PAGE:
There's a lot of talk out today about the "Health Data Bill of Rights" which Google has chosen to endorse.  Tim O'Reilly endorses it as well saying...

I was surprised then, when I met recently with a congressman in Washington, a former physician, to talk about healthcare reform. When we moved to the topic of portable health care records, I was quite startled to hear him say "When I was practicing as a physician, I considered those records to be my property." After all, he said, they were his notes, his analysis. He obviously still felt this way.

Given this disconnect, I was glad to endorse today's Health Data Bill of Rights:

OK.  Let's take an example here.  What about Mental Health patients?  Under this proposed law patients would have access to all their Therapist's notes.  What happens when an already depressed patient learns their Therapist is concerned they might commit suicide?  Might they get so distraught over the thought that they actually go through with it?  Might that be why Psychiatrist, Psychologists and Therapists generally don't share their notes with patients?  I think it probably is.

But, you say,  maybe that's an isolated problem.  Normal medical situations wouldn't suffer from that same problem.  Right?  Let's take another example.

I go to the Doctor complaining of stomach pain.   The Doctor sees me, writes a prescription, and asks me to take a blood test.  Well, I don't like needles and I just had a blood test 3 months ago so I explain this to the Doctor and he relents.  He tells me to come back in a few weeks and we'll see how the prescription is working.  Great.  I pick up the prescription, head home and since I'm living in this brave new world I pull up Google Health to review the day's session. 

Then I see this annotation on my chart "Patient was extremely agitated to the point of being irrational."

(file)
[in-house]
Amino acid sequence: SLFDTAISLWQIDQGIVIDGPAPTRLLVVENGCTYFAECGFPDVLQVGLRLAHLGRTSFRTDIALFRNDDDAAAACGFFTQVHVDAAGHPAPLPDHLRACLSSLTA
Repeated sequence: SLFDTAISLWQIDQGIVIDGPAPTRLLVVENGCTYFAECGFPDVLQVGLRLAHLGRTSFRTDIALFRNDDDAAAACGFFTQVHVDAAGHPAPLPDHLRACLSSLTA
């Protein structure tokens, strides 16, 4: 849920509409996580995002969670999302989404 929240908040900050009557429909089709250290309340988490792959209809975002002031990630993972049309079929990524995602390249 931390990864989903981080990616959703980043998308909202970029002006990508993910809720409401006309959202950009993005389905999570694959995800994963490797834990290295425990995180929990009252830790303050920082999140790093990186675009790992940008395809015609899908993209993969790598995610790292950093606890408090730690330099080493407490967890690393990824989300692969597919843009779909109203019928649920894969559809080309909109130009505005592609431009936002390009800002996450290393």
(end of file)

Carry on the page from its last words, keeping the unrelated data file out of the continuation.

What?!?  This is what my Doctor thinks of me?  Well screw you Doc, I'll find a Doctor who doesn't think I'm "irrational" thank you very much.  And off I go.

Where's the problem here?  Well it turns out I have lead poisoning.  The Doctor wrote the annotation not to insult me but to remind himself to check again when I return in a few weeks.  That annotation would be crucial to diagnosing what's wrong with me but it got lost in the shuffle as I went on to see another Doctor out of anger over a perceived slight.

(For the record this is a true story based on me.  My family physician discovered lead poisoning by putting the very same annotation in my chart years ago.)

So what's the solution here?  The answer is I honestly don't know.   But what I do know is that this is a far bigger problem than the "throw open the doors to data" crowd wants to believe.  Google's post on the subject cites HIPAA as if it currently gives the patient carte blanche access to their medical records but that isn't the case.  HIPAA is designed to regulate Insurance Companies and as such is a companion piece to other legislation that sets these standards (legislation which is different from state to state).  I'll quote from an article I found on the web...

Your Request Can Be Turned Down...

There are multiple reasons why a request for your medical records can be turned down by a covered entity. A doctor or other covered entity can decide to withhold certain information found in your records if it could endanger your health or someone else’s. If this is the case, the doctor must still provide you with safe information for you to view.

Another reason for not receiving your medical records could be when the request is frivolous or vexatious. Repeatedly asking for your medical records is one example or requesting them simply for amusements sake is another sure way to block your access.

(For the record this just corroborates what I already know, I didn't get the information from this web site)

In closing my main point is a simple one: You can't go around applying simplistic solutions to complex problems.  When you do it blows up in your face and when the problem is health related that explosion can cause lives to be lost.  As I said, I don't have the answer here.  But I know it's out there and that it lies in a long and serious discussion between technology experts and Medical personnel.